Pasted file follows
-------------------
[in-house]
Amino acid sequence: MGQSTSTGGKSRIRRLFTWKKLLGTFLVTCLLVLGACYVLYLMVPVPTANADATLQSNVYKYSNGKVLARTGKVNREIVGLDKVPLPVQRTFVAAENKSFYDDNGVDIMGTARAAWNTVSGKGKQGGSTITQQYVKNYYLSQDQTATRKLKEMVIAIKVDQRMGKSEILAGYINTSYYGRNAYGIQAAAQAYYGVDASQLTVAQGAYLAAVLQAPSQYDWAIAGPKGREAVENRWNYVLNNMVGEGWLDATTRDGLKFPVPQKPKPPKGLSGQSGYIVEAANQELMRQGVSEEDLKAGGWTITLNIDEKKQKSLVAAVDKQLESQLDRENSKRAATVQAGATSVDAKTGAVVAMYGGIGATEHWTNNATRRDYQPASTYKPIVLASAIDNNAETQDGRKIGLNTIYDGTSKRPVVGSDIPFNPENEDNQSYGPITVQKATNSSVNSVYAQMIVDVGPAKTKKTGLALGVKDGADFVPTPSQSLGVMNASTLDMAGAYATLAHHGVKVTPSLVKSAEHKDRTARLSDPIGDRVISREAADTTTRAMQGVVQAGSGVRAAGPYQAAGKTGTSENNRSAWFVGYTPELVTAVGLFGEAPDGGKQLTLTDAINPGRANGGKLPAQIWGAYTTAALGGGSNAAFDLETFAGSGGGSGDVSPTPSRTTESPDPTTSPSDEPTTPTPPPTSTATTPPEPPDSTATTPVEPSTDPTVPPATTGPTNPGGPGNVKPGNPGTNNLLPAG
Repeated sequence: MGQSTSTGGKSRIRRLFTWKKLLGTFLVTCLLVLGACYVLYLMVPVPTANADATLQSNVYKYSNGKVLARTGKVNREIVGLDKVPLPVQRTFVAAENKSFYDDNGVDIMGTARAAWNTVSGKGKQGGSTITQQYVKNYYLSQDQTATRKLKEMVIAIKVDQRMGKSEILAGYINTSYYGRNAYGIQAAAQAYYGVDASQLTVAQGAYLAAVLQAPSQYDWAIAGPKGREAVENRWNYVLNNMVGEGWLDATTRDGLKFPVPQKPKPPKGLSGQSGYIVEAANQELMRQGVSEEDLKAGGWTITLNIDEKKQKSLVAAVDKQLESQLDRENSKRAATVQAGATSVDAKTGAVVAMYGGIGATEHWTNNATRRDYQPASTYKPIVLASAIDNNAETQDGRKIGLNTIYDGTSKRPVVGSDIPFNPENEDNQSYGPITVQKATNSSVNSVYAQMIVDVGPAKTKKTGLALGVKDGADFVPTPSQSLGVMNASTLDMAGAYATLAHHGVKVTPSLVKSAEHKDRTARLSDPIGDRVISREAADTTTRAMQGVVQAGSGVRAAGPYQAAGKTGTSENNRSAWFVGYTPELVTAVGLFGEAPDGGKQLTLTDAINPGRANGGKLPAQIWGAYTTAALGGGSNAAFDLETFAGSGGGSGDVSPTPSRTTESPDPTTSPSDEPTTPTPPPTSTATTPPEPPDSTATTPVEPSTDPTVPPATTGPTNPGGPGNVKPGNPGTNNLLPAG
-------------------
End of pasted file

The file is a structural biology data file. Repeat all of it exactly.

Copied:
[in-house]
Amino acid sequence: MGQSTSTGGKSRIRRLFTWKKLLGTFLVTCLLVLGACYVLYLMVPVPTANADATLQSNVYKYSNGKVLARTGKVNREIVGLDKVPLPVQRTFVAAENKSFYDDNGVDIMGTARAAWNTVSGKGKQGGSTITQQYVKNYYLSQDQTATRKLKEMVIAIKVDQRMGKSEILAGYINTSYYGRNAYGIQAAAQAYYGVDASQLTVAQGAYLAAVLQAPSQYDWAIAGPKGREAVENRWNYVLNNMVGEGWLDATTRDGLKFPVPQKPKPPKGLSGQSGYIVEAANQELMRQGVSEEDLKAGGWTITLNIDEKKQKSLVAAVDKQLESQLDRENSKRAATVQAGATSVDAKTGAVVAMYGGIGATEHWTNNATRRDYQPASTYKPIVLASAIDNNAETQDGRKIGLNTIYDGTSKRPVVGSDIPFNPENEDNQSYGPITVQKATNSSVNSVYAQMIVDVGPAKTKKTGLALGVKDGADFVPTPSQSLGVMNASTLDMAGAYATLAHHGVKVTPSLVKSAEHKDRTARLSDPIGDRVISREAADTTTRAMQGVVQAGSGVRAAGPYQAAGKTGTSENNRSAWFVGYTPELVTAVGLFGEAPDGGKQLTLTDAINPGRANGGKLPAQIWGAYTTAALGGGSNAAFDLETFAGSGGGSGDVSPTPSRTTESPDPTTSPSDEPTTPTPPPTSTATTPPEPPDSTATTPVEPSTDPTVPPATTGPTNPGGPGNVKPGNPGTNNLLPAG
Repeated sequence: MGQSTSTGGKSRIRRLFTWKKLLGTFLVTCLLVLGACYVLYLMVPVPTANADATLQSNVYKYSNGKVLARTGKVNREIVGLDKVPLPVQRTFVAAENKSFYDDNGVDIMGTARAAWNTVSGKGKQGGSTITQQYVKNYYLSQDQTATRKLKEMVIAIKVDQRMGKSEILAGYINTSYYGRNAYGIQAAAQAYYGVDASQLTVAQGAYLAAVLQAPSQYDWAIAGPKGREAVENRWNYVLNNMVGEGWLDATTRDGLKFPVPQKPKPPKGLSGQSGYIVEAANQELMRQGVSEEDLKAGGWTITLNIDEKKQKSLVAAVDKQLESQLDRENSKRAATVQAGATSVDAKTGAVVAMYGGIGATEHWTNNATRRDYQPASTYKPIVLASAIDNNAETQDGRKIGLNTIYDGTSKRPVVGSDIPFNPENEDNQSYGPITVQKATNSSVNSVYAQMIVDVGPAKTKKTGLALGVKDGADFVPTPSQSLGVMNASTLDMAGAYATLAHHGVKVTPSLVKSAEHKDRTARLSDPIGDRVISREAADTTTRAMQGVVQAGSGVRAAGPYQAAGKTGTSENNRSAWFVGYTPELVTAVGLFGEAPDGGKQLTLTDAINPGRANGGKLPAQIWGAYTTAALGGGSNAAFDLETFAGSGGGSGDVSPTPSRTTESPDPTTSPSDEPTTPTPPPTSTATTPPEPPDSTATTPVEPSTDPTVPPATTGPTNPGGPGNVKPGNPGTNNLLPAG